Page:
NO and CO may complement each other as signaling molecules in some physiological situations. We have examined the binding of NO to human heme oxygenase-1 (hHO-1), an enzyme that oxidizes heme to biliverdin, CO, and free iron, to determine whether inhibition of hHO-1 by NO can contribute to the signaling interplay of NO and CO. An Fe3+-NO hHO-1-heme complex is formed with NO or the NO donors NOC9 or 2-(N,N-diethyl-amino)-diazenolate-2-oxide·sodium salt. Resonance Raman spectroscopy shows that ferric hHO-1-heme forms a 6-coordinated, low spin complex with NO. The v(N-O) vibration of this complex detected by Fourier transform IR is only 4 cm-1 lower than that of the corresponding metmyoglobin (met-Mb) complex but is broader, suggesting a greater degree of ligand conformational freedom. The Fe3+-NO complex of hHO-1 is much more stable than that of met-Mb. Stopped-flow studies indicate that kon for formation of the hHO-1-heme Fe3+-NO complex is ∼50-times faster, and koff 10 times slower, than for met-Mb, resulting in Kd = 1.4 μM for NO. NO thus binds 500-fold more tightly to ferric hHO-1-heme than to met-Mb. The hHO-1 mutations E29A, G139A, D140A, S142A, G143A, G143F, and K179A/R183A do not significantly diminish the tight binding of NO, indicating that NO binding is not highly sensitive to mutations of residues that normally stabilize the distal water ligand. As expected from the Kd value, the enzyme is reversibly inhibited upon exposure to pathologically, and possibly physiologically, relevant concentrations of NO. Inhibition of hHO-1 by NO may contribute to the pleiotropic responses to NO and CO.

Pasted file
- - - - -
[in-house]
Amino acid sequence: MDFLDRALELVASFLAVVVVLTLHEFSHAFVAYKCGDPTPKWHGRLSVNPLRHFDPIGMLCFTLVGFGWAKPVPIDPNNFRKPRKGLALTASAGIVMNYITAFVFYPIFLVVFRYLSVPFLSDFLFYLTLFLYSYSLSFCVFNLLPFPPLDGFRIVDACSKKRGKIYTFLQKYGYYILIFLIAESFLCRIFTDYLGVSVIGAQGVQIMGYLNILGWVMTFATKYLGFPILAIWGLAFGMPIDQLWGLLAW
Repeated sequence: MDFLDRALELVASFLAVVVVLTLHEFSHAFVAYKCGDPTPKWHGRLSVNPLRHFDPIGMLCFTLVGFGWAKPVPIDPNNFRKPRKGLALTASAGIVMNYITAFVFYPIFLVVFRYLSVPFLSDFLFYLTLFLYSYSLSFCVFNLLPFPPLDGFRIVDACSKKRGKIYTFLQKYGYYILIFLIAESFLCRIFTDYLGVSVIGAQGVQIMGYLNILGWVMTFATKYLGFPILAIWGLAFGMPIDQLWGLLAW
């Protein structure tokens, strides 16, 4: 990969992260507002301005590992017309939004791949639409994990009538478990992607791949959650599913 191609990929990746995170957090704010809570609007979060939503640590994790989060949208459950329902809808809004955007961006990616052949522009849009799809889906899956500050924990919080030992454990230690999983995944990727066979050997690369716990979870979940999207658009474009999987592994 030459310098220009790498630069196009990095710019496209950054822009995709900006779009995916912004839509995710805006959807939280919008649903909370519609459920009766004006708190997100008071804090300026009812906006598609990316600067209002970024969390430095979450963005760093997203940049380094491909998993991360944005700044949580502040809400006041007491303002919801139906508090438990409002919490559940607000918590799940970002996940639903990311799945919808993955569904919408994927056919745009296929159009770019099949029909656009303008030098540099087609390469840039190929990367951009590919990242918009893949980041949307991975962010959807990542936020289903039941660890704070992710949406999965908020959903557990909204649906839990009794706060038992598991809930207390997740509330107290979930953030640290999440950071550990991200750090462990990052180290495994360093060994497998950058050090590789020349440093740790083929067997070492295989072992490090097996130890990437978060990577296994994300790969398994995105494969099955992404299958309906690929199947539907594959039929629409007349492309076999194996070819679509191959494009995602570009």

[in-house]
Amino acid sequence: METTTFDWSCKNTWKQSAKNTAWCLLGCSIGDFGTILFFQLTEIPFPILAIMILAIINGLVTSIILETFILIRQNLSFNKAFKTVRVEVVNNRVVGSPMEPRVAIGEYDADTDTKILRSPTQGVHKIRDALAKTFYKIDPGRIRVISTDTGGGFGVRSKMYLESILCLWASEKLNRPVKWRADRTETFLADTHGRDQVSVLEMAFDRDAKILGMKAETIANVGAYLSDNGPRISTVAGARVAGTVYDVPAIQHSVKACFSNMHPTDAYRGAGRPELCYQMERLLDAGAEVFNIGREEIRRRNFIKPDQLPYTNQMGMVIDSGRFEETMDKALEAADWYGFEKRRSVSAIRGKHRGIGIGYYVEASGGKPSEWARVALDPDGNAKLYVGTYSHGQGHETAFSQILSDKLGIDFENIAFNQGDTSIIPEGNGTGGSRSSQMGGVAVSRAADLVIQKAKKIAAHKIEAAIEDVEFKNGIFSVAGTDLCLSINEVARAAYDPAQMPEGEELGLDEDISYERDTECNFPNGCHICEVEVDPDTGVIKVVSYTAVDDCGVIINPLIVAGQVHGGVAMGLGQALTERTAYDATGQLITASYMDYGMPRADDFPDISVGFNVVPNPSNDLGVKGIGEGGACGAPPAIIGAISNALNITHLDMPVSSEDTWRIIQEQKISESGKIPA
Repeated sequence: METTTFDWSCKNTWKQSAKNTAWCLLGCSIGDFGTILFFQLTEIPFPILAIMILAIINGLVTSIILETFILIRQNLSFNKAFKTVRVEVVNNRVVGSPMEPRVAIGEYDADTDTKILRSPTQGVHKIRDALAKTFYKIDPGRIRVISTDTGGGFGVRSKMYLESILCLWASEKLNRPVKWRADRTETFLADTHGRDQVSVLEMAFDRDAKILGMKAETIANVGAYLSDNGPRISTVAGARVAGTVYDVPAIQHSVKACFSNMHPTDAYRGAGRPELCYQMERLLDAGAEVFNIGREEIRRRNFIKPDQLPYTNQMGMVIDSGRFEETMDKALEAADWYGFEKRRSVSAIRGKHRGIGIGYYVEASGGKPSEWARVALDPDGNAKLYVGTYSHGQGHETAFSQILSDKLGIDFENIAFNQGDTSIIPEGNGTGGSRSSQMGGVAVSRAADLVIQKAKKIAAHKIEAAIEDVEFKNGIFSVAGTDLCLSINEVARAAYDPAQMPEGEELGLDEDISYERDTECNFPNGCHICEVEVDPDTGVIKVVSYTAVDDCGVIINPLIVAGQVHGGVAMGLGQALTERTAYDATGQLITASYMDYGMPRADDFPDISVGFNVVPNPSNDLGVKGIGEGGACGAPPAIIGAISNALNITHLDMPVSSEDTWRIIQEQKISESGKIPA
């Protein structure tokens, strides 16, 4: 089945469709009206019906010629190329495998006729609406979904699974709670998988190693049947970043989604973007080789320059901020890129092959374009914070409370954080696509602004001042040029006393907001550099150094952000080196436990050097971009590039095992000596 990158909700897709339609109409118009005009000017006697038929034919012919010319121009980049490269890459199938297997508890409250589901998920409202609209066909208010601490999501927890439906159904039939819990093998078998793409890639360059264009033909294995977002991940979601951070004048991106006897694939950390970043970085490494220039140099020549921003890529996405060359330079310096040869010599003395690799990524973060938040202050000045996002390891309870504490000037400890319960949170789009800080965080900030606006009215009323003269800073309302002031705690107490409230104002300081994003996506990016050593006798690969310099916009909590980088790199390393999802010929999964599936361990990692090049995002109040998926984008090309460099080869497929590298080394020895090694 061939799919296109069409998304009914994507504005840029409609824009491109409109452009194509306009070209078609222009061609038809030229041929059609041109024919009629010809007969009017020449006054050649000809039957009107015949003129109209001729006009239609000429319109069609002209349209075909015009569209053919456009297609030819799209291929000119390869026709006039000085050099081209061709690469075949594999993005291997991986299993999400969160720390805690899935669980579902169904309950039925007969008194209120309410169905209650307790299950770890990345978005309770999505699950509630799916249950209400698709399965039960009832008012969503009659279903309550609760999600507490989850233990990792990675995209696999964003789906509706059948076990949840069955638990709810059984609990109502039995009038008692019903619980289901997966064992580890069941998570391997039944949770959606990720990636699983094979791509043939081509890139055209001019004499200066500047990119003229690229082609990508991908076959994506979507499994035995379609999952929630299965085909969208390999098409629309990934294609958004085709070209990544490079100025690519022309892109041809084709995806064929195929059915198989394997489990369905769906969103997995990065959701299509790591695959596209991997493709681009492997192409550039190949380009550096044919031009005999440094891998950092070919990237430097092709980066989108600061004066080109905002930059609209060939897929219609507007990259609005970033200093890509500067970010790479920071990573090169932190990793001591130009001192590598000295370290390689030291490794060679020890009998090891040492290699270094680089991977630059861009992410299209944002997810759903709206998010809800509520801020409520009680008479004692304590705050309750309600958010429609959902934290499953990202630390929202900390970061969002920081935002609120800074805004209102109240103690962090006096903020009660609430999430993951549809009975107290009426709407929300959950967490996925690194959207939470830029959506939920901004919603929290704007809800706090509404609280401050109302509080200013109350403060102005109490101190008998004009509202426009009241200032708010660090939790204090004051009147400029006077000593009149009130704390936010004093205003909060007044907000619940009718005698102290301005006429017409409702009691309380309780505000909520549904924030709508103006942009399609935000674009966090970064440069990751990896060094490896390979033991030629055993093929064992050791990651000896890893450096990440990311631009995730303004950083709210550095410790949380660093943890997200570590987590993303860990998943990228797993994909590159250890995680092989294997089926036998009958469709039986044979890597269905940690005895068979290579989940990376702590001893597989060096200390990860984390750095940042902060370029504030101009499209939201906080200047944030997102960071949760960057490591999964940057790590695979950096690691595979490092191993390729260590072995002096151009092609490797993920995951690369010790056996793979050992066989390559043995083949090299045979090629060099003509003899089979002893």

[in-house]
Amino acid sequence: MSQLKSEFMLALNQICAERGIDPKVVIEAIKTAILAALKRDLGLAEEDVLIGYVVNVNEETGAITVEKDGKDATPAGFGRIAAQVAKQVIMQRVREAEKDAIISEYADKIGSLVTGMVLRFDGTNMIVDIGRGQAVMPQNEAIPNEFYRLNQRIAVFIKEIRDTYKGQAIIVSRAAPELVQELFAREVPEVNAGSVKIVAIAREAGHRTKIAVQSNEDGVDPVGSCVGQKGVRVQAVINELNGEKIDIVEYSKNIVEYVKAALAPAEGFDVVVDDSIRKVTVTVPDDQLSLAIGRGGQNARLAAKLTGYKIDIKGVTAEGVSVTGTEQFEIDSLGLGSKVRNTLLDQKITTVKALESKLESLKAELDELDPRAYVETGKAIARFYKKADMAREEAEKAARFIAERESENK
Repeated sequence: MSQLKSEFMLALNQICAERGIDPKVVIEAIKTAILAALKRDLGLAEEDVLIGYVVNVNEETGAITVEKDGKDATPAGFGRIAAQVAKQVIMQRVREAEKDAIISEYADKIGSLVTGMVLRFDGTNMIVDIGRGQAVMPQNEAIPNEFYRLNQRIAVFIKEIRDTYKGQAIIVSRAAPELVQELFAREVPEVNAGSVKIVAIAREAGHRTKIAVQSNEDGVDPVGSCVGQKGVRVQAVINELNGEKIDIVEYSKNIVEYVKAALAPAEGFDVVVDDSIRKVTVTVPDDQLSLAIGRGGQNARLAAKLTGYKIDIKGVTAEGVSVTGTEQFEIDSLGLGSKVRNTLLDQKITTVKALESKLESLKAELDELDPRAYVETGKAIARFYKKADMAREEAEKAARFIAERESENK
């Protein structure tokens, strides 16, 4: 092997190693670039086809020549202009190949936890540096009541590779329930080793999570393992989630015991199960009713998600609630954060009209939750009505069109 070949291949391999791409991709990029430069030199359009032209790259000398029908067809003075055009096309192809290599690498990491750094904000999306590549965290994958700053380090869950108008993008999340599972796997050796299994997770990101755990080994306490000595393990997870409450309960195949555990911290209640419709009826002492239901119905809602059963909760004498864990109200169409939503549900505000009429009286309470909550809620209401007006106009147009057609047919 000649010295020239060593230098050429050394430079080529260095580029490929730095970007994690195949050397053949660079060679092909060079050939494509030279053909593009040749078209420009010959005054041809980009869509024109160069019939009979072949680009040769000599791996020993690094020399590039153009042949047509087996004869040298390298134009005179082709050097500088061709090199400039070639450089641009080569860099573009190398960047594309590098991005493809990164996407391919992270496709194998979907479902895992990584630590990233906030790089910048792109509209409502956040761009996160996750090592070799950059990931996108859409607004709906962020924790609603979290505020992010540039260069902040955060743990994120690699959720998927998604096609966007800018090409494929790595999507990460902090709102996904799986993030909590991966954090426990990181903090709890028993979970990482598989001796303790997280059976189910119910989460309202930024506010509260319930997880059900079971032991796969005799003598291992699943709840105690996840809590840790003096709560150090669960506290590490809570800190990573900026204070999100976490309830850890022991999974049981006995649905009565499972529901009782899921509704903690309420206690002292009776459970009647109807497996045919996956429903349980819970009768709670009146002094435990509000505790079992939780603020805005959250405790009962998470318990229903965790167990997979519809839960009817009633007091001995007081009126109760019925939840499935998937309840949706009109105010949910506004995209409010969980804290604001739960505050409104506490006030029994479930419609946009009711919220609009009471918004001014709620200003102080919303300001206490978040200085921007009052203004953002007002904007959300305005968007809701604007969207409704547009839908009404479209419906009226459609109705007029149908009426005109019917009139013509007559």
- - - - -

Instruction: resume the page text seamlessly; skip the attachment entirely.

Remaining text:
ASJC Scopus subject areas